In the 33 years before his death, U.S. Rep. C.W. Bill Young spent a total of $6.7 million on his campaigns. The race to succeed him has blown past $12 million. In three months.
The onslaught is fueled not by the candidates but by outside groups that have delivered $9 million in mostly negative ads and contributed to an emerging and dramatic shift in politics:
The death of the local campaign.
Republican David Jolly and Democrat Alex Sink are supporting actors in an arms war that has turned the race into a simplistic, hard-hitting and often misleading referendum. Sink is cast as a liberal puppet in love with Obamacare; Jolly is characterized as a slick lobbyist bent on destroying Social Security and Medicare.
The candidates, like others in competitive races increasingly drawing outside money, have harnessed these themes at the expense of highlighting parochial issues and presenting themselves in a positive light. At once they are helped and hemmed in by independent groups, which have made the contest the most expensive special House election in history.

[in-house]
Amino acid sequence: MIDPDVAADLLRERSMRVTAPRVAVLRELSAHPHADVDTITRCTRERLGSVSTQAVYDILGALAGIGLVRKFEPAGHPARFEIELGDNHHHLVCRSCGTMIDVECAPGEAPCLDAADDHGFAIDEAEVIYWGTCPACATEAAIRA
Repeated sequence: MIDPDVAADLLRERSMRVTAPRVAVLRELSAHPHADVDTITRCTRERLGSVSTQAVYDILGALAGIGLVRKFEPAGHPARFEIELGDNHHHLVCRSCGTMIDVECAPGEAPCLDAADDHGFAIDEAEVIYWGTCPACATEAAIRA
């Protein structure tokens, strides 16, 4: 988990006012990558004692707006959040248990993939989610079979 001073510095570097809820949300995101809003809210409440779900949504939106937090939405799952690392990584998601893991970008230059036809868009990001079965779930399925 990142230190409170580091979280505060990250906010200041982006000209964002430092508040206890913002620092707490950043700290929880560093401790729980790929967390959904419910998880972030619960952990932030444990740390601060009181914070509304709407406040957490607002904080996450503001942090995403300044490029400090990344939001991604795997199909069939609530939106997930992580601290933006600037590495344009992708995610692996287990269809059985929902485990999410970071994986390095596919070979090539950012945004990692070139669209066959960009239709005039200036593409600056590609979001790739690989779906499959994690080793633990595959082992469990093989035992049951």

"It's incredibly frustrating," said Jolly, who has publicly criticized some of the attacks his allies made on Sink. "You would be hard pressed to find a voter in Pinellas County, who doesn't already know Alex or I, that's been able to make an informed decision simply on the TV commercials."
A swing seat after decades of Republican control, the 13th Congressional District has attracted outsized attention because it is the only game in the country at the moment, each side prepping for November's bigger war.
Still, the torrent of money, a significant amount from groups that keep the identities of donors a secret, has exceeded all expectations.
Nearly 200 political commercials have aired on TV each day. Ads dog people online and clog mailboxes, a daily dose of accusations and unflattering photos. When one outside group drops a new ad, it is followed by a call to attack from a group on the other side, an endlessly escalating game of mutual destruction.